Man arrested for feeding returned harbour seal

Five Hout Bay Harbour seals were seized by the Cape of Good Hope SPCA and relocated for their safety on Wednesday November 8. Picture: Belinda Abraham

One of five Hout Bay Harbour seals that the SPCA relocated to a secret spot hundreds of kilometres away at the beginning of November has already returned and a man has been arrested for feeding it, says the City.

Department of Forestry, Fisheries and the Environment officials, supported by City Law Enforcement, arrested the man on Friday morning November 24, as part of a crackdown on the “illegal, destructive and cruel practice of seals being fed, habituated and used as an illegal means of eliciting money from unsuspecting tourists visiting the Hout Bay Harbour,” said City spokesman Luthando Tyhalibongo.

On Friday November 8, an SPCA-led operation saw five seals moved from the harbour to an undisclosed location after there were reports that the animals were subjected to abuse and exploitation (“SPCA relocates harbour seals,” Sentinel, November 17).

However, the City confirmed this week that the seals had been moved to the small west coast village of Kleinsee in the Northern Cape and that one of them had already swum a distance of more than 700km in less than seven days to return to Hout Bay.

“This incredible journey of over 100km per day by the seal demonstrates the power of habituation,” Mr Tyhalibongo said.

“Sadly, it also shows us that relocation of the habituated seals is not a viable ongoing solution for the welfare of the seals. The City will continue to monitor the situation and will wait to see if any more of the relocated seals make the trip all the way back to Hout Bay.”

He said the City was monitoring the seal that had returned and would undertake “ongoing operations.“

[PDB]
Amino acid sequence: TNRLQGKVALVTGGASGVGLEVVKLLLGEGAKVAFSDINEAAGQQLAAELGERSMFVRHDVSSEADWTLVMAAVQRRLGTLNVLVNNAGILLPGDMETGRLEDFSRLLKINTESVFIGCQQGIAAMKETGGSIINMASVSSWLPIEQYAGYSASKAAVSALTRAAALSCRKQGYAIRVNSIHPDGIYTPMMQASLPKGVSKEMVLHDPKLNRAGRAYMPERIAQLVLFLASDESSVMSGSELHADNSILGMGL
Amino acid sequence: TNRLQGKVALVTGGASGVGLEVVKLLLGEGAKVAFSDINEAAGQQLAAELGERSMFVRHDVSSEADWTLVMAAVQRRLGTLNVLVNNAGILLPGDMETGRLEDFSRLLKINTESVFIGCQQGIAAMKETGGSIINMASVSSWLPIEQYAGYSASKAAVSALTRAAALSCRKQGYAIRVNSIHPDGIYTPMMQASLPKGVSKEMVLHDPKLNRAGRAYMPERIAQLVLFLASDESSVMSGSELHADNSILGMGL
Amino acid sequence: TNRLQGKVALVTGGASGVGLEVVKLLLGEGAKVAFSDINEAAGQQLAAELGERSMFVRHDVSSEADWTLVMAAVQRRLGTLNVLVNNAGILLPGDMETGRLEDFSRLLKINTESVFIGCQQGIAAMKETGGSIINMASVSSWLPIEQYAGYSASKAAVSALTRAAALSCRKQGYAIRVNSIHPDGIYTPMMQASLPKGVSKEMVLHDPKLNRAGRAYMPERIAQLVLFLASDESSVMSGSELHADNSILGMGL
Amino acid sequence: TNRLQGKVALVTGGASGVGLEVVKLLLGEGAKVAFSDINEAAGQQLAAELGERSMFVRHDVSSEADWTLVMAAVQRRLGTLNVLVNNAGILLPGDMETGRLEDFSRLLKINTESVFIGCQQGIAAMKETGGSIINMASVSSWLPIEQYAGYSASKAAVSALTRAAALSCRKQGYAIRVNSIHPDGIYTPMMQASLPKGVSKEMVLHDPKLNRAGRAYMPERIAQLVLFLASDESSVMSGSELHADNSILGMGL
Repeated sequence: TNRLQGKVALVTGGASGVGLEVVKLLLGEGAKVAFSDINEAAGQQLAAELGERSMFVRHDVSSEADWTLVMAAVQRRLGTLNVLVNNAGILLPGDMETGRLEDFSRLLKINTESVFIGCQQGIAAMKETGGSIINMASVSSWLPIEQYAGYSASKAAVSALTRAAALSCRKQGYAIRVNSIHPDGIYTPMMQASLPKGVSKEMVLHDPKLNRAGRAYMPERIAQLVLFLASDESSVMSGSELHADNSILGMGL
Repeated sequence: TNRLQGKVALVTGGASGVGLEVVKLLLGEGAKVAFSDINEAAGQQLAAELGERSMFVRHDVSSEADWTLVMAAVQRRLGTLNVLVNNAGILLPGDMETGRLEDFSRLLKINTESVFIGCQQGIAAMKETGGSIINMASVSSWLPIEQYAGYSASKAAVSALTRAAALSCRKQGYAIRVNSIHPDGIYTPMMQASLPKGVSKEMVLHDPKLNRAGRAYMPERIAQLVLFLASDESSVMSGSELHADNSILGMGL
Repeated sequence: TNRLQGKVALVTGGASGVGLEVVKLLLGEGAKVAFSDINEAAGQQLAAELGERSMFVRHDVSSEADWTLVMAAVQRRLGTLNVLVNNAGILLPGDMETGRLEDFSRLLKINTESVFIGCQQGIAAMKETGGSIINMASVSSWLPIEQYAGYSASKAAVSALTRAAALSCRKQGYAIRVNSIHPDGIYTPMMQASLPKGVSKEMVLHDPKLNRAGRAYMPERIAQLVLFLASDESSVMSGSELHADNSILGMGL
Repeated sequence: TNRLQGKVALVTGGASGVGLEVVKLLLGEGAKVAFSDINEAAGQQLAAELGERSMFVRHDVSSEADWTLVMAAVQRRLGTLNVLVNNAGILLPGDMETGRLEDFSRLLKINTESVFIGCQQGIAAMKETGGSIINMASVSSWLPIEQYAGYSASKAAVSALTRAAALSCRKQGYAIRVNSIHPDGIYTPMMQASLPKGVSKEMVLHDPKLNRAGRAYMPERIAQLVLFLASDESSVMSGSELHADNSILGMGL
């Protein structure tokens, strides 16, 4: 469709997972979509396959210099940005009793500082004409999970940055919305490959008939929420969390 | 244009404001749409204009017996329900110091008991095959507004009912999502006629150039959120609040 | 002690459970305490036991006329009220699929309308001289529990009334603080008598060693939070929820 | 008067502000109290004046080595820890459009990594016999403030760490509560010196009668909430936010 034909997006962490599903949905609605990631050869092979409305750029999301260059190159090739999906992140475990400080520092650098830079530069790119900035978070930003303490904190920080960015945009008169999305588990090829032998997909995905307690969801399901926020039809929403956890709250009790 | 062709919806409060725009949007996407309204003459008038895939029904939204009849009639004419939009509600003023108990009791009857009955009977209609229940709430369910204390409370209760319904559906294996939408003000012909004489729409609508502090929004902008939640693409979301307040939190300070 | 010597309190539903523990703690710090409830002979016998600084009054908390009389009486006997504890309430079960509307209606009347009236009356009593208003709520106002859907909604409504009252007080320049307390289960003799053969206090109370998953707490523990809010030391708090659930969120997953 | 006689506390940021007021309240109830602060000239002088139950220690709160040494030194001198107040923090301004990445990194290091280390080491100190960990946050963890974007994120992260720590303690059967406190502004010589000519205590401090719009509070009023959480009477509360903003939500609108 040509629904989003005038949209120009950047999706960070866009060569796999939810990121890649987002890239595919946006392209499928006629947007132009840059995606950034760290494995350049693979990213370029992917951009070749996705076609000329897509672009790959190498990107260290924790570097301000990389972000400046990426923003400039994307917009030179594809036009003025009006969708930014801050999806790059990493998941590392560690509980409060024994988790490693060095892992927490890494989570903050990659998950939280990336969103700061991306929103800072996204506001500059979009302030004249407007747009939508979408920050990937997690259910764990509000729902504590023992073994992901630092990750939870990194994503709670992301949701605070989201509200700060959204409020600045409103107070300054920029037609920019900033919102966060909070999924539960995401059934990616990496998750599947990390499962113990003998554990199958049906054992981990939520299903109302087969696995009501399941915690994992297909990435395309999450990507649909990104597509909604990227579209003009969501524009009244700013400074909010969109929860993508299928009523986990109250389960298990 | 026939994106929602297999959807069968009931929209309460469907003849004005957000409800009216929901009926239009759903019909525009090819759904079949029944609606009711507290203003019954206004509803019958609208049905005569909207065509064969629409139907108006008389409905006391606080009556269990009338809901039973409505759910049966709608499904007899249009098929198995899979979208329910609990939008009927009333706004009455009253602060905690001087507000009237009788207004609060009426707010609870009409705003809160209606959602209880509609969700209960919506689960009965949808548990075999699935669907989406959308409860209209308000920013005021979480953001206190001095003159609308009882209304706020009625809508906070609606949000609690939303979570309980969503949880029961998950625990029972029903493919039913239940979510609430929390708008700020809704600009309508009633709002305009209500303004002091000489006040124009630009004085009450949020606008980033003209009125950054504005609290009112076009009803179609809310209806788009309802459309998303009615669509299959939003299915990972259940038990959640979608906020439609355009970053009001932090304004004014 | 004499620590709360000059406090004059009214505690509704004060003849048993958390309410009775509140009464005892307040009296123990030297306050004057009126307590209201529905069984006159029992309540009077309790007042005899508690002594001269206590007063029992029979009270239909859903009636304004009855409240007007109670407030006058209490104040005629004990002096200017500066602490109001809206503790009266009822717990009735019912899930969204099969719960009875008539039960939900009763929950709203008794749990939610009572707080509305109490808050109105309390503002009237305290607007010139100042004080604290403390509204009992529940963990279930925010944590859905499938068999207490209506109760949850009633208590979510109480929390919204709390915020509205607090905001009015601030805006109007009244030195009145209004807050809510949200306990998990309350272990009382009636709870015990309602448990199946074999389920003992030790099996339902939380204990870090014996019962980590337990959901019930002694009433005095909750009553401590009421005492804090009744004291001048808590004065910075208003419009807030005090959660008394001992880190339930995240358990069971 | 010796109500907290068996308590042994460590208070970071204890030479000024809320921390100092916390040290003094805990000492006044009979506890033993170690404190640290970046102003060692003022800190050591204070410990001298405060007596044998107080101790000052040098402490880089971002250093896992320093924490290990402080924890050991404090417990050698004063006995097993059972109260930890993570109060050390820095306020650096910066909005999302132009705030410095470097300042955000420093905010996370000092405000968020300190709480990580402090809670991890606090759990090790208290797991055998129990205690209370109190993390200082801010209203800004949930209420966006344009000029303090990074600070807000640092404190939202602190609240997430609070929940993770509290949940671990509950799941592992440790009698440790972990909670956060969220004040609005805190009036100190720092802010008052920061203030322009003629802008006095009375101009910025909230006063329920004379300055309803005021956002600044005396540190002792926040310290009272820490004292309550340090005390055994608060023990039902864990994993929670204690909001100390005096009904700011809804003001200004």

The Cape of Good Hope SPCA is also monitoring the harbour, said spokeswoman Belinda Abraham.

“Unfortunately, one of the seals has already returned, and we are working closely with the relevant authorities in this regard. The seal feeding and other interactions provided by the individuals plying this trade at the Hout Bay Harbour is sadly extremely lucrative, and we have reports of these individuals making as much as R1000 in an hour.

“Most people don’t witness the cruelty behind the scenes or see how these animals are suffering for entertainment. A seemingly innocent engagement perpetuates a cycle of cruelty behind the scenes, which includes beatings and other aversive techniques to ensure the seals perform or are compliant.”

Paying anyone to feed a seal or to get the seal to perform any tricks or acts; posing with a seal for a photograph; sitting on or touching a seal; or being within five metres of a seal can land you a spot fine of up to R3000 under the Coastal By-Law, warns the City.

“The City and the DFFE would like to inform members of the public, tour operators, tour guides and all our visitors that the feeding, approaching, harassing and disturbance of seals is a criminal offence in terms of the Threatened or Protected Marine Species Regulations and an offence in terms of the City’s Coastal By-Law. Anyone found feeding, disturbing or harassing seals at the Hout Bay Harbour may be arrested and could face criminal charges,“ Mr Tyhalibongo said.

According to the City, the man who was arrested appeared in the Wynberg Magistrate’s Court on Monday November 27, and he was released on R1000 bail on condition that he stays out of the Hout Bay Harbour at all times. He is due to appear in court again in January.

The feeding and harassment of seals can be reported to